It seems futile at this time of year to waste time in describing anything so familiar as Ranunculus bulbosus or common buttercup. But the origin of the drug Mezereum may be less well known. Mezereum is the name applied to the bark from a small shrub called mezereon which is widely distributed all over Europe and which belongs to a family of tough-barked trees, shrubs and herbs. Just before this shrub flowers in February and March the bark is gathered and from this is made the tincture, and in this connection it is interesting to note that its use is adapted to complaints coming on in the earliest months of the year. In the case of Ranunculus the tincture is made from the whole plant.
Mezereum seems to be a better known and more fully proved remedy than Ranunculus bulbosus. Mezereum is one of Hahnemanns antipsorics, is the vegetable analogue of Mercurius and one of its most important antidotes. Both Mezereum and Mercurius affect mind, skin, eyes, mucous membranes and bones in much the same way. They are both sensitive to damp, cold, and warmth and subject to the same nightly aggravations.
From the clinical viewpoint the only affections in which both Ranunculus and Mezereum seem to be useful are neuralgia, herpes zoster, and rheumatism. It is with the first of these only that this paper is supposed to with the first of these only that this paper is supposed to deal, and yet in order to get a fairly complete picture it seems well to run through outstanding symptoms in the usual order.
MIND. Mezereum and Ranunculus are somewhat similar in their mental symptoms. Both have depression similar in their mental symptoms. Both have mental dullness. Mezereum takes no pleasure in anything; nothing makes a real impression on his mind. Ranunculus finds mental activity very difficult while Mezereum has a poor memory.
Ranunculus is indifferent to everything and everybody and yet desires company, but is averse to talking; dares not be alone, is afraid of ghosts, is quarrelsome and irritable and restless, especially in the evening. Mezereum has a phlegmatic temperament and yet gets angry with others over very trifling things, and is too distracted to keep anything in mind for more than a short time.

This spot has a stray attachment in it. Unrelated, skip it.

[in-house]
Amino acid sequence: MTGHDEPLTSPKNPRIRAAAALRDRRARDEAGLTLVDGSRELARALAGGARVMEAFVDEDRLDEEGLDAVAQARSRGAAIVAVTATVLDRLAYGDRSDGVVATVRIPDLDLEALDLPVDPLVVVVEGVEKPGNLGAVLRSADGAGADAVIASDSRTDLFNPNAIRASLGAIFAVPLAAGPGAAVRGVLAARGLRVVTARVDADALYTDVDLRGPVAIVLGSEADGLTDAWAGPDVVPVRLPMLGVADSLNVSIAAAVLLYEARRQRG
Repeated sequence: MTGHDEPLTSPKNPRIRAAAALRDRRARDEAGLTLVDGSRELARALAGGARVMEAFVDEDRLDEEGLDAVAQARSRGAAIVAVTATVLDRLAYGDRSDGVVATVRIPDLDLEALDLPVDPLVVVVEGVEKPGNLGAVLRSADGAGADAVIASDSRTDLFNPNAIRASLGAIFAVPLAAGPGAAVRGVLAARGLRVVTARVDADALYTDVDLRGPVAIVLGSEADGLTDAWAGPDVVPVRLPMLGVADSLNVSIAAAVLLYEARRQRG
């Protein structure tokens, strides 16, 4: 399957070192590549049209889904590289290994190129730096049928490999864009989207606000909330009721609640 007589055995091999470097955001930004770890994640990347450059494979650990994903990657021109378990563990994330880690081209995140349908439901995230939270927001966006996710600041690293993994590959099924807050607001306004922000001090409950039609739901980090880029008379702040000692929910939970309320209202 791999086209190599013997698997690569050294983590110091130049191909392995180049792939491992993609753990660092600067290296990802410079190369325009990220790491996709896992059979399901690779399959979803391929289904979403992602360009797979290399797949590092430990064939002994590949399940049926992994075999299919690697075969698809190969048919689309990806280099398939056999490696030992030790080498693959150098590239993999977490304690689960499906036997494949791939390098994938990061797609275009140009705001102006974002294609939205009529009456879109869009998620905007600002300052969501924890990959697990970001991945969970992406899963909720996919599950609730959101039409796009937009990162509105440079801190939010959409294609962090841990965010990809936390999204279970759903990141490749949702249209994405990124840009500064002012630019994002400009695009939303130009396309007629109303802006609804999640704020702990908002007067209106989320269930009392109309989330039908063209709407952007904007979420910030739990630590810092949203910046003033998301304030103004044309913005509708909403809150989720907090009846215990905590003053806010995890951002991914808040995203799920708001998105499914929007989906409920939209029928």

SENSORIUM. Both drugs have dizziness with tendency to fall, but with this dizziness Mezereum has contracted pupils.
HEAD. Both have severe headache; Ranunculus more over the right eye, also a pressing headache in forehead and vertex, often occasioned or aggravated by change in the weather. Ranunculus also has a feeling of enlargement of the head. Mezereum has aching pains in the bones of the skull, and burning and itching of the scalp, and eruptions of various kinds. Ranunculus has only a burning pricking of the scalp but no eruptions.
EYES. In both remedies there is pressure in the eyes; in Ranunculus with smarting of the eyeballs and in Mezereum with dryness and a feeling of enlargement. Mezereum has ciliary neuralgia especially after eye operations. It also has neuralgia about the eyes, with the pains shooting downward. A very strong indication for Mezereum is a feeling in the eyes as if a cold wind were blowing into them.
EARS. Ranunculus has no important symptoms here, but Mezereum has one somewhat similar to the peculiar one just mentioned about the eyes. This is a feeling as if the ears were too open, as if air were blowing into them, and occasionally a sensation as if air went through the ears into the throat.
NOSE. Ranunculus has hay fever; Mezereum a diminished sense of smell, sneezing, fluent coryza with excoriation of the nose.
MOUTH. Mezereum has painful teeth which feel longer than normal, much toothache worse at night and better from drawing air into the open mouth. Both drugs have burning in the roof of the mouth and in the throat, though Mezereum has his to a greater degree than Ranunculus. Mezereum also has burning in the throat and pharynx which sometimes extends down into the oesophagus.
UPPER FACE. Ranunculus has spasmodic and whirling neuralgic pains in face and jaws. There is dry heat in the face and the cheeks are bright red. Mezereum seems to be much more used in facial neuralgia than Ranunculus. It has pains which come quickly and leave the parts numb, lightning-like pains coming from the right infraorbital foramen and extending to the temples and corners of the mouth. These pains come suddenly while talking or eating. During intervals between pains there is twitching of the muscles.